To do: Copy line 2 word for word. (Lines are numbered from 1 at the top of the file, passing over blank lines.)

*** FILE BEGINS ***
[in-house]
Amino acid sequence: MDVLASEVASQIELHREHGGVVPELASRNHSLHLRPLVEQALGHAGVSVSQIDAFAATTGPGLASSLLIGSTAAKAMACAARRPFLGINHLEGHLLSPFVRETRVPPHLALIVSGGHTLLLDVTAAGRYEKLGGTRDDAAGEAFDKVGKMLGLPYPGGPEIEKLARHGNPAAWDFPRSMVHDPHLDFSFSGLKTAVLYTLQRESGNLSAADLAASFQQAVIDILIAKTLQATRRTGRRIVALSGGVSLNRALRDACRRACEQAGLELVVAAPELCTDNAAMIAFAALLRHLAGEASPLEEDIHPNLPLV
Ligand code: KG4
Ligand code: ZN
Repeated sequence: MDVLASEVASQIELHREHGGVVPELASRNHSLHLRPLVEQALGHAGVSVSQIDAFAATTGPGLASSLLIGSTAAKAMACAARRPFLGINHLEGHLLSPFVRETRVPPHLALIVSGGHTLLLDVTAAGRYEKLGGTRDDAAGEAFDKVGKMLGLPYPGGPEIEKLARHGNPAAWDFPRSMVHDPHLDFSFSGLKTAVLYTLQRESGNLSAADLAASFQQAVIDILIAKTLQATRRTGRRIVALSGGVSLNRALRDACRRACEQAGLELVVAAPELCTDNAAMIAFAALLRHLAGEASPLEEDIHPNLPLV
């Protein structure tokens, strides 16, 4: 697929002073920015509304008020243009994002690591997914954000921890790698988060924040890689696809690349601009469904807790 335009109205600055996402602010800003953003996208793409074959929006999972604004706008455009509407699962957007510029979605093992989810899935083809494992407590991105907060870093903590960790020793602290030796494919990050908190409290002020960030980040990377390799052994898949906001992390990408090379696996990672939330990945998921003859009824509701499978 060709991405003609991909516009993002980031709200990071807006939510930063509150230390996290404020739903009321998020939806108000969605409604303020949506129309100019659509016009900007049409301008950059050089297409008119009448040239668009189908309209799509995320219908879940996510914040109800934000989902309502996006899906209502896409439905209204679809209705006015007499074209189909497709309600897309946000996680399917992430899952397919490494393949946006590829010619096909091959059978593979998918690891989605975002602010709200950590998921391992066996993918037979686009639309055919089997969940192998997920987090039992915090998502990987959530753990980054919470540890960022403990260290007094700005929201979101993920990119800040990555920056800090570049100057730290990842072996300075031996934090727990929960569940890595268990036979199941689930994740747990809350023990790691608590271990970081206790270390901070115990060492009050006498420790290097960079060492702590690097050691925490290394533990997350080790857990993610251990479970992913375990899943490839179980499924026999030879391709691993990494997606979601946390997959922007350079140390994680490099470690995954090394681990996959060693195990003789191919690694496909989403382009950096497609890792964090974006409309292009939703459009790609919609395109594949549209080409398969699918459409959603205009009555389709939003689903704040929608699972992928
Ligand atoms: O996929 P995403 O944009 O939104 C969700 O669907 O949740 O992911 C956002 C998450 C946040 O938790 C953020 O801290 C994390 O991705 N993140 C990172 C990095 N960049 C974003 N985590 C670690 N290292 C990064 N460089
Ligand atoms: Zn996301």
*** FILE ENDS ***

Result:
Amino acid sequence: MDVLASEVASQIELHREHGGVVPELASRNHSLHLRPLVEQALGHAGVSVSQIDAFAATTGPGLASSLLIGSTAAKAMACAARRPFLGINHLEGHLLSPFVRETRVPPHLALIVSGGHTLLLDVTAAGRYEKLGGTRDDAAGEAFDKVGKMLGLPYPGGPEIEKLARHGNPAAWDFPRSMVHDPHLDFSFSGLKTAVLYTLQRESGNLSAADLAASFQQAVIDILIAKTLQATRRTGRRIVALSGGVSLNRALRDACRRACEQAGLELVVAAPELCTDNAAMIAFAALLRHLAGEASPLEEDIHPNLPLV